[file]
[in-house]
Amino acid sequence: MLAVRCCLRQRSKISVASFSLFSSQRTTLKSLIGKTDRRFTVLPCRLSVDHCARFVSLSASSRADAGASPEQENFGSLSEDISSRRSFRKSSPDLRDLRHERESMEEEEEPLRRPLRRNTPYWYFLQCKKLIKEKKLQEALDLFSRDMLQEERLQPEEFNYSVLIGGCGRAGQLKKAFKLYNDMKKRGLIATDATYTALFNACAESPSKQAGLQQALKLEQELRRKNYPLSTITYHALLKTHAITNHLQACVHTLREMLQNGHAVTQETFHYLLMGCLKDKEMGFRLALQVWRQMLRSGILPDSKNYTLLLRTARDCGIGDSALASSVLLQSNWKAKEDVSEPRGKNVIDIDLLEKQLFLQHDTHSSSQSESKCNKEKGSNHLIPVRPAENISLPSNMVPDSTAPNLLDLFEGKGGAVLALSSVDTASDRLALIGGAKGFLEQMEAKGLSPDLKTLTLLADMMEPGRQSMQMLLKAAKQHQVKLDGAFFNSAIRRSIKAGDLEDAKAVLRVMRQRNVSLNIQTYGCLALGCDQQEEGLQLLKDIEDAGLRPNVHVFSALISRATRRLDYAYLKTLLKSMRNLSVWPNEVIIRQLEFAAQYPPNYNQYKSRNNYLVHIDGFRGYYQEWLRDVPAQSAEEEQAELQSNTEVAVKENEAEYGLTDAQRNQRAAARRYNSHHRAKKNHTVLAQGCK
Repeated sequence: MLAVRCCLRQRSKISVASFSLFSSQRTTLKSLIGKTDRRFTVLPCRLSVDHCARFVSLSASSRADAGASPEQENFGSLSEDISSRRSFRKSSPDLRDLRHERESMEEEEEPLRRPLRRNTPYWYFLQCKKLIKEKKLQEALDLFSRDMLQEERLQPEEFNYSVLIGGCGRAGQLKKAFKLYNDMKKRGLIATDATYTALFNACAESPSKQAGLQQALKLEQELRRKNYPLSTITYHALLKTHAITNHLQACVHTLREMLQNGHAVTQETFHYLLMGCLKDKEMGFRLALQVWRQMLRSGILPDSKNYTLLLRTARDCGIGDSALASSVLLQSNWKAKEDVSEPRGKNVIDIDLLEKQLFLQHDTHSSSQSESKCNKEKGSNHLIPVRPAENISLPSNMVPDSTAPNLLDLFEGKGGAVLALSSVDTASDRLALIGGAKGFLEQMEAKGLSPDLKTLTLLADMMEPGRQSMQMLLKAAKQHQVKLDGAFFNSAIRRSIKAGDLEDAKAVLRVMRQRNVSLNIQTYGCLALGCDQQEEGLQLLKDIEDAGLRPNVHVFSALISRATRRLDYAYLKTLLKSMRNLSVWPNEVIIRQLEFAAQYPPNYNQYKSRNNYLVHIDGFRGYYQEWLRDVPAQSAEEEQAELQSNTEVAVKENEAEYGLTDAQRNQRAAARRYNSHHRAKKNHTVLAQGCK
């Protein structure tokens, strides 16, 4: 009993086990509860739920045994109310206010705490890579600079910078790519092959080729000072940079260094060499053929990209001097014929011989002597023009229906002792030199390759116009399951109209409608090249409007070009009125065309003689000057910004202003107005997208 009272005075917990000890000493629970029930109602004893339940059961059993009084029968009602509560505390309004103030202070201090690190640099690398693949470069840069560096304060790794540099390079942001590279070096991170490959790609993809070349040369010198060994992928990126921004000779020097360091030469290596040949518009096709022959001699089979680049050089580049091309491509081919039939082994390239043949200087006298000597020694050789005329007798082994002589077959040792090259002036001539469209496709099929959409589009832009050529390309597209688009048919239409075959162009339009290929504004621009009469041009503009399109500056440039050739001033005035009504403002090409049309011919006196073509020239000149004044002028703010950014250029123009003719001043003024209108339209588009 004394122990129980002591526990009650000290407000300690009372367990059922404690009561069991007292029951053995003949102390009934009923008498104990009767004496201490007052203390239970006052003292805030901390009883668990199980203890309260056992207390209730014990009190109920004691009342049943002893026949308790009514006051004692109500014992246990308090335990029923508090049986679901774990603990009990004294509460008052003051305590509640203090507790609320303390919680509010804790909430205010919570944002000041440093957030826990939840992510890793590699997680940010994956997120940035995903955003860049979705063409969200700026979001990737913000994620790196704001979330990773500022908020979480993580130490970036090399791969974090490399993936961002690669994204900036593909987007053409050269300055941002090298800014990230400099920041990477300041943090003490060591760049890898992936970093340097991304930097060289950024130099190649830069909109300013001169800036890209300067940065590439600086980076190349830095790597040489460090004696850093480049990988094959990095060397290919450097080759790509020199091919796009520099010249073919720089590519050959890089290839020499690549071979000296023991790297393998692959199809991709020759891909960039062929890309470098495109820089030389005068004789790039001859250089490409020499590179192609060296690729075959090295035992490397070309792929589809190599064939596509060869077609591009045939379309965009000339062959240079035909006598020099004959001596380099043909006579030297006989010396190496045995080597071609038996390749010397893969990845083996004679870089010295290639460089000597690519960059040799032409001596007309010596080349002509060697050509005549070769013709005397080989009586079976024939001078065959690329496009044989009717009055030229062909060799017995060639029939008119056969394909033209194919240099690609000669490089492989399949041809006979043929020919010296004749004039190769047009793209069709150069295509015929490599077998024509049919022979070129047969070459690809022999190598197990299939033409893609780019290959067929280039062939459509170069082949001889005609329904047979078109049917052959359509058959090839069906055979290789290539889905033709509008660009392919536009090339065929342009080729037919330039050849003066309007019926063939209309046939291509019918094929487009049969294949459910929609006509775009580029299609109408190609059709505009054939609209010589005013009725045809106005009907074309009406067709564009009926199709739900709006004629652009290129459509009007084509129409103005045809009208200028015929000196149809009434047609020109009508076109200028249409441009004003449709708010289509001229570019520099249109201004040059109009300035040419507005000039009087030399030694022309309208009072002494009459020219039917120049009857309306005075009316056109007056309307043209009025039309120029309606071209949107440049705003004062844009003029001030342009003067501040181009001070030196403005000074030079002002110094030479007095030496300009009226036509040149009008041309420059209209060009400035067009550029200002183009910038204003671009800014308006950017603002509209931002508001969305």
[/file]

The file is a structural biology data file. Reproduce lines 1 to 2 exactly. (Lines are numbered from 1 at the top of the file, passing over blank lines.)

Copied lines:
[in-house]
Amino acid sequence: MLAVRCCLRQRSKISVASFSLFSSQRTTLKSLIGKTDRRFTVLPCRLSVDHCARFVSLSASSRADAGASPEQENFGSLSEDISSRRSFRKSSPDLRDLRHERESMEEEEEPLRRPLRRNTPYWYFLQCKKLIKEKKLQEALDLFSRDMLQEERLQPEEFNYSVLIGGCGRAGQLKKAFKLYNDMKKRGLIATDATYTALFNACAESPSKQAGLQQALKLEQELRRKNYPLSTITYHALLKTHAITNHLQACVHTLREMLQNGHAVTQETFHYLLMGCLKDKEMGFRLALQVWRQMLRSGILPDSKNYTLLLRTARDCGIGDSALASSVLLQSNWKAKEDVSEPRGKNVIDIDLLEKQLFLQHDTHSSSQSESKCNKEKGSNHLIPVRPAENISLPSNMVPDSTAPNLLDLFEGKGGAVLALSSVDTASDRLALIGGAKGFLEQMEAKGLSPDLKTLTLLADMMEPGRQSMQMLLKAAKQHQVKLDGAFFNSAIRRSIKAGDLEDAKAVLRVMRQRNVSLNIQTYGCLALGCDQQEEGLQLLKDIEDAGLRPNVHVFSALISRATRRLDYAYLKTLLKSMRNLSVWPNEVIIRQLEFAAQYPPNYNQYKSRNNYLVHIDGFRGYYQEWLRDVPAQSAEEEQAELQSNTEVAVKENEAEYGLTDAQRNQRAAARRYNSHHRAKKNHTVLAQGCK